Eighteen year old wins McBAFTA

…and he’s lovin’ it!

It’s amazing what you can discover just by trawling through the customer database of the UK’s most dynamic broadcast and professional solutions provider. You’d expect to find that the CVP Group supplies kit to many big-name production companies, facilities houses and broadcasters. You’d expect their list of customers to include individuals who you’d recognise as leaders in their fields – top Producers, Directors, DoPs and Editors. But finding that the Group had supplied film-making equipment to an 18 year old lad from Balfron (a sleepy village 16 miles to the north of Glasgow that has a shop, a church, a school and not a fat lot else) caused, I must admit, the involuntary raising of an eyebrow. The discovery that this same young man had used that equipment to make a period feature film that won him Best Director at the 2010 BAFTA Scotland New Talent Awards was a bit like discovering the treasure of the Sierra Madre!
With my journalistic antennae at full twitch, I got straight on the trail of Michael Ferns, rising star of the Scottish film industry and, who knows, a future regular at Sir Elton’s glittering annual Tinseltown parties! I wanted to know how he came to be collecting such a prestigious award – was he part of a film-making dynasty, or had he (as I secretly hoped) discovered a love of movies, and a talent for making them for which there was no familial precedent – a kind of ‘gift from God’ as it were…

So Michael, many congratulations on your Best Director award…

Thank you!

How did you arrive here – a BAFA award-winner at such a young age? Is movie-making something that runs in the family – are you the secret son of Bill Forsyth…?

No, both my parents are teachers actually, but my Grandfather was a big influence – he was Director of the Scottish Film Council, and the Scottish Council for Educational Technology. He was responsible for establishing the GFT (Glasgow Film Theatre) and in 1960 was Director oif the Edinburgh Film Festival…

Right, so the movie-loving genes skipped a generation then?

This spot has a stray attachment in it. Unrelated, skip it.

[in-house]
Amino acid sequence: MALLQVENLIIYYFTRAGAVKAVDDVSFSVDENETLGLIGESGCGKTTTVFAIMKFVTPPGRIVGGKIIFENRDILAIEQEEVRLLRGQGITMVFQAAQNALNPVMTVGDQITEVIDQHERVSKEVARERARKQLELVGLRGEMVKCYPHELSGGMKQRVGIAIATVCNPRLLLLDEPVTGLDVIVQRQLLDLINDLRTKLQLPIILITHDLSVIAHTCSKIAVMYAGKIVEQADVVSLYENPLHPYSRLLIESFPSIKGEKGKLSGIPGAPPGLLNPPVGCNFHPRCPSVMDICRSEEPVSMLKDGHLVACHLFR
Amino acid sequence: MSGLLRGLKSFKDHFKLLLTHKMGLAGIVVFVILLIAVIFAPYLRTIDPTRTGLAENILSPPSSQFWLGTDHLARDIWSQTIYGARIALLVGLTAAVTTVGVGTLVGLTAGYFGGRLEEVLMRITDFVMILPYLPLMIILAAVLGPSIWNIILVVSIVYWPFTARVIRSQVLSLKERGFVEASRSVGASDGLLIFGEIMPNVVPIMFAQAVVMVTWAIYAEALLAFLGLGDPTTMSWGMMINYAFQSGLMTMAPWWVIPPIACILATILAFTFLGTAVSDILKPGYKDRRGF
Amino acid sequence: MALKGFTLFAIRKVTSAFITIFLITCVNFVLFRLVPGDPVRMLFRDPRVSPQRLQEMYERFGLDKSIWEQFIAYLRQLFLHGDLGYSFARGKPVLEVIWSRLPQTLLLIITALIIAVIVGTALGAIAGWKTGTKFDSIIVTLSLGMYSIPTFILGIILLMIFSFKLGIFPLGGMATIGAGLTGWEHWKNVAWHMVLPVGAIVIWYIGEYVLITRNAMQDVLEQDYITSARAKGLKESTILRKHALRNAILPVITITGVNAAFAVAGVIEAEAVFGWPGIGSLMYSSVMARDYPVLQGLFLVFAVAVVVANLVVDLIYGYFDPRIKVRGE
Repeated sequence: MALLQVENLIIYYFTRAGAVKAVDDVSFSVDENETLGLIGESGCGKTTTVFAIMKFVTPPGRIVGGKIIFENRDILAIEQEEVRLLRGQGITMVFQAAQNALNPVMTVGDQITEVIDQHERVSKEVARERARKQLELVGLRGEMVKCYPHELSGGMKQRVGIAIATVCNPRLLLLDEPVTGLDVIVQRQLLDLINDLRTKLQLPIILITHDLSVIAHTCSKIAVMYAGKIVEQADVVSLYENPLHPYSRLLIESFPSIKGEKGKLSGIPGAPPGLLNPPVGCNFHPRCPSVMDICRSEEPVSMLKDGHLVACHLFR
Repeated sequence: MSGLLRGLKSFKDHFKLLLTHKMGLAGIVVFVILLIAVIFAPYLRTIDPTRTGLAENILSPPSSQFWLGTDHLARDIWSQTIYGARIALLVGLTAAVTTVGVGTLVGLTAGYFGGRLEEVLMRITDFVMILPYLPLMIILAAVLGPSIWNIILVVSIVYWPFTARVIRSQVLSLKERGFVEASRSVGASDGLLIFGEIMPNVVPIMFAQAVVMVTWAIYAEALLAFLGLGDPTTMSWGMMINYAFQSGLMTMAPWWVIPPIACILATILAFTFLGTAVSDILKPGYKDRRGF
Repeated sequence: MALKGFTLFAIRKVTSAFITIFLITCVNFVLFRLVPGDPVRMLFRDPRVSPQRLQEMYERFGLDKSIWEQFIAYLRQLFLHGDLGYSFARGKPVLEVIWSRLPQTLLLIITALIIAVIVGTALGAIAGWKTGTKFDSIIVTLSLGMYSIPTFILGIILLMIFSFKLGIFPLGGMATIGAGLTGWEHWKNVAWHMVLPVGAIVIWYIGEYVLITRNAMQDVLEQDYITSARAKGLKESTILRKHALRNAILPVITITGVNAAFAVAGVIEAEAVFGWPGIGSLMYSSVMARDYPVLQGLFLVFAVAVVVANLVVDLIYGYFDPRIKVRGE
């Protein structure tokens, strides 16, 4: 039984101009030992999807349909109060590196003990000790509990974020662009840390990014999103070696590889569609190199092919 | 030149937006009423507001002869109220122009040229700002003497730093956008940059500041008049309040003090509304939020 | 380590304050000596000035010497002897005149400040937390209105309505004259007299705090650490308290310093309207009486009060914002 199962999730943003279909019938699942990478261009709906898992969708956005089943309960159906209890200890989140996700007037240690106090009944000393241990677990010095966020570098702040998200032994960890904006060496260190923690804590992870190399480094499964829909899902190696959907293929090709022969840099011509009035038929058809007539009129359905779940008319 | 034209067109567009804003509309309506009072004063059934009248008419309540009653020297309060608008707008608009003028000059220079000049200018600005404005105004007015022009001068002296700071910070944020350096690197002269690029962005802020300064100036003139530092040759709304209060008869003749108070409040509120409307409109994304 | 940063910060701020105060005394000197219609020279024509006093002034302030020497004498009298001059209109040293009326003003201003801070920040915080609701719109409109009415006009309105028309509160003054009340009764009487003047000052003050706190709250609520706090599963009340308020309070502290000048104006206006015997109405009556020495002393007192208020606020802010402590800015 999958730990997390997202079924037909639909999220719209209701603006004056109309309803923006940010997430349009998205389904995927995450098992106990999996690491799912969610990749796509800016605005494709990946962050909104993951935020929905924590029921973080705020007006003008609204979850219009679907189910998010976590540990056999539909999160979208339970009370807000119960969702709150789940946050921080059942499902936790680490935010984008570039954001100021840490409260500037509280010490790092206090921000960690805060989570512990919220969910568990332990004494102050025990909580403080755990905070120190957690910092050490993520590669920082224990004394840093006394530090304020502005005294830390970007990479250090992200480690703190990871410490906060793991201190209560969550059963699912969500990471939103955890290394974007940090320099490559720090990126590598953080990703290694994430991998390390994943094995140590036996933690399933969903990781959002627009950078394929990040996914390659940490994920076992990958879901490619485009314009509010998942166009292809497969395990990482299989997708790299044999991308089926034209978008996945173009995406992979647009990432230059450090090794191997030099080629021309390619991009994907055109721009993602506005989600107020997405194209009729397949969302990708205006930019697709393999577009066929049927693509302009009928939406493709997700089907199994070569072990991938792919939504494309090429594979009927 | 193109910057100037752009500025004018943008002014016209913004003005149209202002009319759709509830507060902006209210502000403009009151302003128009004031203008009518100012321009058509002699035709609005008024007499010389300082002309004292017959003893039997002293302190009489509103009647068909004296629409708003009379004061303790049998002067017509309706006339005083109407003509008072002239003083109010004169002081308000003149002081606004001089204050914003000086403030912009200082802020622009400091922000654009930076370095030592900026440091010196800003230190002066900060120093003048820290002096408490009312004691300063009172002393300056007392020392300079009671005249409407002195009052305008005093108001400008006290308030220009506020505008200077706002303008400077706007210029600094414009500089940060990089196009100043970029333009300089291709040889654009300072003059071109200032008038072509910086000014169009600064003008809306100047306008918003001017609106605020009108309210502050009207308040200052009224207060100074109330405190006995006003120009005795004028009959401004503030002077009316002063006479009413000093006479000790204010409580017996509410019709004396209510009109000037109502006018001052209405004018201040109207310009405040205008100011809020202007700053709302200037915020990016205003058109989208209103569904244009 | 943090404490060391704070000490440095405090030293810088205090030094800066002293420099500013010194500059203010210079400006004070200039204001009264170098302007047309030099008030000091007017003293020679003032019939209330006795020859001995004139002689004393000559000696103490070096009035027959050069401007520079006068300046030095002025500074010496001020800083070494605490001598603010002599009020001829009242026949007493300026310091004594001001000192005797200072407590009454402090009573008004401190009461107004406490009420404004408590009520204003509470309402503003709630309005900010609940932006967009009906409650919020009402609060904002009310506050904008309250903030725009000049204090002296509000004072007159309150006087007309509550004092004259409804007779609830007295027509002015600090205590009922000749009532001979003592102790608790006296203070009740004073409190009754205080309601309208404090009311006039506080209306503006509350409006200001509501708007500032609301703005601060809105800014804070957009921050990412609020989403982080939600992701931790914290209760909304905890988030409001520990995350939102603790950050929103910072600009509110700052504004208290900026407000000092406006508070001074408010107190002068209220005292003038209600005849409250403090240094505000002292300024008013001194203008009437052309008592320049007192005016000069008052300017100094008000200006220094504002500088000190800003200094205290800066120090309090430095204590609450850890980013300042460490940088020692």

I suppose you could look at it like that. I remember that it was when I was playing around with my Grandfather’s old VHS camcorder
that I first started to get the film-making bug. I spent many happy hours running up and down stairs, and in and out of the garden with the camera making ’simulator’ movies. I even used to provide the sound effects live in the background! Then one day I discovered that my Grandfather’s house was to be used as a location for Taggart, which was the most exciting thing ever! I was allowed the day off school to watch the proceedings – it was a fantastic experience and had such a profound effect on me. Immediately afterwards I began making silly spoof films such as ‘Westenders’ and ‘Slaggart’, using my long-suffering family as the cast. I was so into it all – I even attached a black flowerpot to the front of my camcorder to make it look more like the professional equipment!

So how did you edit these masterpieces?

At that stage there was no editing – everything had to be shot in sequence so the programmes kind of grew in the camera. Not long afterwards I managed to get hold of a webcam for my computer, heralding a new era in Ferns film-making. For a while every film I made had to be shot within the confines of one room because the wire on the camera wouldn’t reach any further!

But presumably it wasn’t long before you’d got all the basic equipment – a shoot kit and some editing software – allowing you to spread your wings a little further than the confines of your bedroom?

Yeah, and again it was thanks to my Grandfather. He let me have his camcorder on permanent loan and I made literally dozens of short films, experimenting all the time with different styles and genres. Looking back, there was a recurring theme though – everything seemed to feature dramatic close-ups of fake blood!

And again, it was your family in the starring roles?